• I'm not actually trying to prove the existence of other minds, but rather the existence of computational resources that are able to produce Bitcoin blocks (that are really just numbers satisfying certain conditions). Commented Nov 17, 2017 at 19:45
• Ok, but according to a solipsist the entire universe is a creation of her mind, so why would adding to that Bitcoin's computational resources make any difference? Commented Nov 17, 2017 at 20:01
• If you watch some Youtube videos put out by the Bitcoin traders, you'll see that solipsism is quite common. Commented Nov 17, 2017 at 21:53
• Here's a guy who computed SHA-256 by hand. In theory humans could mine bitcoin with pencil and paper. Just slowly. righto.com/2014/09/mining-bitcoin-with-pencil-and-paper.html Commented Dec 19, 2017 at 20:19

The problem here is the concept of existence.

If existence means "occupation of space" you don't need a proof of work. You can just use any proof of occupation to validate existence. If existence means working (as in cogito ergo sum) then you can use a proof of work. Anyway, there are trivial proofs of work that can overcome services using proof of work validations like greylisting, then proof of work is not a perfect test. So, a deeper problem exists with defining existence for different types of things: you cannot apply the same test to a rock, a galaxy, an atom, an idea, a software application, etc. In consequence, commonly there are several different concepts of existence.

The solipsist concept of existence is related to the systems theory (didn't existed before 1900). Systems are a wide concept that describes the mechanics of all imaginable groups of related parts. Systems are the supra-group of things, concepts, ideas, objects, entities, beings, etc. A cell is a system and has certain similarities to an equation, like having inputs, outputs, and a mechanism of causality that gives a sequence to inputs and then outputs. You interact with them if you provide an input and receive a different output. There's not so much written about generic/systemic interaction, this is a growing discipline, but you can take a look to my book for some ideas and references, check my profile.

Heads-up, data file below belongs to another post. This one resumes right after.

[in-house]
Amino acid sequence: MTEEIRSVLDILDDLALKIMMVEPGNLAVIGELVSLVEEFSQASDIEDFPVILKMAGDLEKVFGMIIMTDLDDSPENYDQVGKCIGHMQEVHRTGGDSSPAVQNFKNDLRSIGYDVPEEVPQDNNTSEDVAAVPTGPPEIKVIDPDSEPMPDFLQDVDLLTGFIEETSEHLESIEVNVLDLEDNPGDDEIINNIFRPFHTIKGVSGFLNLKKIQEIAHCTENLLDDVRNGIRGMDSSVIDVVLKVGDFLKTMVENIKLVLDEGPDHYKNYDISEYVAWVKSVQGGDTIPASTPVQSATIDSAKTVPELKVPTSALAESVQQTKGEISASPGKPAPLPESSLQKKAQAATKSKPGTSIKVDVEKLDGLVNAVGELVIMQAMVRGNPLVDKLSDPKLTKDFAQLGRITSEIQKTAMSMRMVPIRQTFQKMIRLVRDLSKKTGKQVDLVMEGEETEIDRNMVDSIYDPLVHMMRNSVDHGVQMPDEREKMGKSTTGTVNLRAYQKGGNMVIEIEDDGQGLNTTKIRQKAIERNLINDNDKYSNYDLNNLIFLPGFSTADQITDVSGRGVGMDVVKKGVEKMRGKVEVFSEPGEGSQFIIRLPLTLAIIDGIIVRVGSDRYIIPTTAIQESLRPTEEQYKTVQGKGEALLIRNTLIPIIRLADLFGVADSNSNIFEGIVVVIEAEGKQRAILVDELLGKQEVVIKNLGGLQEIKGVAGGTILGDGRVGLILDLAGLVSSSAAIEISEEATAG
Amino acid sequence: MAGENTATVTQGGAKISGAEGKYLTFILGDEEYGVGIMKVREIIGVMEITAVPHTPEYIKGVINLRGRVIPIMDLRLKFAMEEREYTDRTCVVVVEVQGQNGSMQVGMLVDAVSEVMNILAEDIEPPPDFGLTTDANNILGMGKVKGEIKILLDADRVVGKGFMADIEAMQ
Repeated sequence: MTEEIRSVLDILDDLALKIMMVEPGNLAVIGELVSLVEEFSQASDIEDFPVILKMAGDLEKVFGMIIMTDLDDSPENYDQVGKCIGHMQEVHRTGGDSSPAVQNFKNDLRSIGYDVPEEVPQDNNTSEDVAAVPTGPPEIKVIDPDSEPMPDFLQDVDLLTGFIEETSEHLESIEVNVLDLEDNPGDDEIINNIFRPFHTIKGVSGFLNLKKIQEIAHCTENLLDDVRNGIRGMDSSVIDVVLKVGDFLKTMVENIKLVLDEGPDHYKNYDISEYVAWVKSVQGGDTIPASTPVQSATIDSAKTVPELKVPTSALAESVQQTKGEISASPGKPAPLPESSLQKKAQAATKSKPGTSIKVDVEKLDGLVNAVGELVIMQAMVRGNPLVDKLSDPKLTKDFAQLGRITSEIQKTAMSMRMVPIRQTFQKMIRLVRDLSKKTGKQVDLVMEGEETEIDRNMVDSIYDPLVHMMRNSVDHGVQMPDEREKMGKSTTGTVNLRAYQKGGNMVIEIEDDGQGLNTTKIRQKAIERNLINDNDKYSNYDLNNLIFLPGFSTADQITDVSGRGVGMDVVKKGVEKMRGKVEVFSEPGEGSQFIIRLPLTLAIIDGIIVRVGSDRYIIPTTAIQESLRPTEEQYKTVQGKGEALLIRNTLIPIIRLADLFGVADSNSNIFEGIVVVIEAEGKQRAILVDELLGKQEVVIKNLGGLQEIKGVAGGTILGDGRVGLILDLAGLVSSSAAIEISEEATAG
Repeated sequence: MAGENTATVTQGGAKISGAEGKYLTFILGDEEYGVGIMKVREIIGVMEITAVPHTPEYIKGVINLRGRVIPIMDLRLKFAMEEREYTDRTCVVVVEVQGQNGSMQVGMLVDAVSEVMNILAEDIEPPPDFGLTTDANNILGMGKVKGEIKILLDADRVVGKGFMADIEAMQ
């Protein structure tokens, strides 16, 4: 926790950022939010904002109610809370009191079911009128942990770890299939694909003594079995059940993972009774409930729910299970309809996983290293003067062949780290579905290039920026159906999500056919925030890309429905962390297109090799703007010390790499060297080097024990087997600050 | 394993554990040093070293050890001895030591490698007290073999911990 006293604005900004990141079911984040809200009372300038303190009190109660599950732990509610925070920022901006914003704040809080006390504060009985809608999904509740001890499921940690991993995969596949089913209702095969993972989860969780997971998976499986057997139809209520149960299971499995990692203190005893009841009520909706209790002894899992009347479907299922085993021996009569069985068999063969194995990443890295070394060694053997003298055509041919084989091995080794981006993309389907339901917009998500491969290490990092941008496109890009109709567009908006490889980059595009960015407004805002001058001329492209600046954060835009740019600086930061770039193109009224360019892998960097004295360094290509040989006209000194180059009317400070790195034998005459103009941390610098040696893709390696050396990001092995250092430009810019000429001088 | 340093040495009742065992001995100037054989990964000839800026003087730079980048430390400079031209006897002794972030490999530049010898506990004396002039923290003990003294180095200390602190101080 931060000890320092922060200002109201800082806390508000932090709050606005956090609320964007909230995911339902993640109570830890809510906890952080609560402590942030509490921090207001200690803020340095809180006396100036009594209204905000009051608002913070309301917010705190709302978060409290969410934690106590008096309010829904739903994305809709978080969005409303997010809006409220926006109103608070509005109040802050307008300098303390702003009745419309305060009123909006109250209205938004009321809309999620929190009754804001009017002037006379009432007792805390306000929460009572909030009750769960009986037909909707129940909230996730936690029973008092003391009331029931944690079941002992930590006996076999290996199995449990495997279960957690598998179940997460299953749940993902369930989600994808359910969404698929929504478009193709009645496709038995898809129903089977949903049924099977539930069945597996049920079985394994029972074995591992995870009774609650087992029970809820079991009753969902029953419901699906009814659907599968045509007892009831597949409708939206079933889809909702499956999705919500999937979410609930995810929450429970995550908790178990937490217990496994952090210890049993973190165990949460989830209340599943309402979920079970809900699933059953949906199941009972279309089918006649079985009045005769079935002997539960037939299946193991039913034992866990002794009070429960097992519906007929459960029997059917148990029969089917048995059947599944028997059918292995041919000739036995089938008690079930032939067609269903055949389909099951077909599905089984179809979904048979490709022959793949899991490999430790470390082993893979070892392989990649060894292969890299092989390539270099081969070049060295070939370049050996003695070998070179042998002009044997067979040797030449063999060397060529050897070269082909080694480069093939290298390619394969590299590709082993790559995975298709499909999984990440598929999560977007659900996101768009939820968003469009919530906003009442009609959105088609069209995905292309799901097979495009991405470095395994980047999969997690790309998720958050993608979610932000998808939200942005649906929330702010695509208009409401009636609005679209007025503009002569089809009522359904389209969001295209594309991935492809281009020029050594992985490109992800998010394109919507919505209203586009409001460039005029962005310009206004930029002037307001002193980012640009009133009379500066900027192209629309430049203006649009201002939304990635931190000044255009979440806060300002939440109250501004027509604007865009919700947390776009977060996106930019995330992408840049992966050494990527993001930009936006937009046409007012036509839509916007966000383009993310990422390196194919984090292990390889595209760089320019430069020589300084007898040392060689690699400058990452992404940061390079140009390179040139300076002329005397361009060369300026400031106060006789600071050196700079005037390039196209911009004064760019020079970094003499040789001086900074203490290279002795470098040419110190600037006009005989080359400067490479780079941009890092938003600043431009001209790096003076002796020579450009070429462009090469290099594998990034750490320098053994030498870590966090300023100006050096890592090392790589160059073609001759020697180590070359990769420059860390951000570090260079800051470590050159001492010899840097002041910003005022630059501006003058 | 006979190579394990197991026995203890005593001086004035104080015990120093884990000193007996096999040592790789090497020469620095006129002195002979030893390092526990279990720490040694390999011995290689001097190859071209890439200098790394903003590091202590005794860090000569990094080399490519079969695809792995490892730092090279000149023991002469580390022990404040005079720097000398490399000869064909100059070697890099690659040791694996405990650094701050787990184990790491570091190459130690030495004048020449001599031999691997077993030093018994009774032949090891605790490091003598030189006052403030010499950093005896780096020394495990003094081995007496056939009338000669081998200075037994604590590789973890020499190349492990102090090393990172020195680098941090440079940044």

So, for solipsists, something exists if you can interact with it (esse est percipi). This is a better definition of existence, since it does not apply only to physical objects: it applies to all imaginable things, that is, systems. In consequence, we don't have different concepts of existence, depending on the domain of the term. So, for solipsists, a cell exists if you can interact with it in some way (for example, by discussing it with your teacher). We know that Einstein existed because he interacted with some people who interacted with others who interact with us (that's out of the scope of a proof of work). The center of the earth started existing since we got aware that the earth is a sphere. An idea exists if you can think about it, examinate it, correlate it with other ideas, etc. A planet does not exist until someone interacts with it in some way. And we interact in some way with that guy. If there are living beings of alternative dimensions walking on our planet, they will not exist until we find some way to interact with them. A box of chocolates can simultaneously exist and don't for two different people depending on how do they interact with it: if it's empty, some could tell that it doesn't exist. If you think on it, this means that existence is subjective, and even if shocking, that has sense.